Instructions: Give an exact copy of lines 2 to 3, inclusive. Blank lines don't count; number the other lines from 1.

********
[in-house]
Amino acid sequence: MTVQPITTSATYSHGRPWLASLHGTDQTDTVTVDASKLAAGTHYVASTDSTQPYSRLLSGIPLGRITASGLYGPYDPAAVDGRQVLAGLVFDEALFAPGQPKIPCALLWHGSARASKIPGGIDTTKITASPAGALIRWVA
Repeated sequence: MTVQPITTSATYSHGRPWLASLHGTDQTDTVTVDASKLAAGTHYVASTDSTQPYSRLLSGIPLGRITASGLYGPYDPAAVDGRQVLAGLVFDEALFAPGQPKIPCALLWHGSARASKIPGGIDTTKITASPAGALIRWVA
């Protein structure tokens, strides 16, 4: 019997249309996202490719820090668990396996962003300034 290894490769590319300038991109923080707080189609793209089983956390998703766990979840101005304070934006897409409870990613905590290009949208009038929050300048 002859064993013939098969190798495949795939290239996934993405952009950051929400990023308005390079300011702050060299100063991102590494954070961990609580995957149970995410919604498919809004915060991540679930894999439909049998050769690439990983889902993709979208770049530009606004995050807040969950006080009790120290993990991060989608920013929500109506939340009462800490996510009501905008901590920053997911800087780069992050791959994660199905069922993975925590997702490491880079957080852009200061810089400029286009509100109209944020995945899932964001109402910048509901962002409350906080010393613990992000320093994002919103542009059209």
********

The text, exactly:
Amino acid sequence: MTVQPITTSATYSHGRPWLASLHGTDQTDTVTVDASKLAAGTHYVASTDSTQPYSRLLSGIPLGRITASGLYGPYDPAAVDGRQVLAGLVFDEALFAPGQPKIPCALLWHGSARASKIPGGIDTTKITASPAGALIRWVA
Repeated sequence: MTVQPITTSATYSHGRPWLASLHGTDQTDTVTVDASKLAAGTHYVASTDSTQPYSRLLSGIPLGRITASGLYGPYDPAAVDGRQVLAGLVFDEALFAPGQPKIPCALLWHGSARASKIPGGIDTTKITASPAGALIRWVA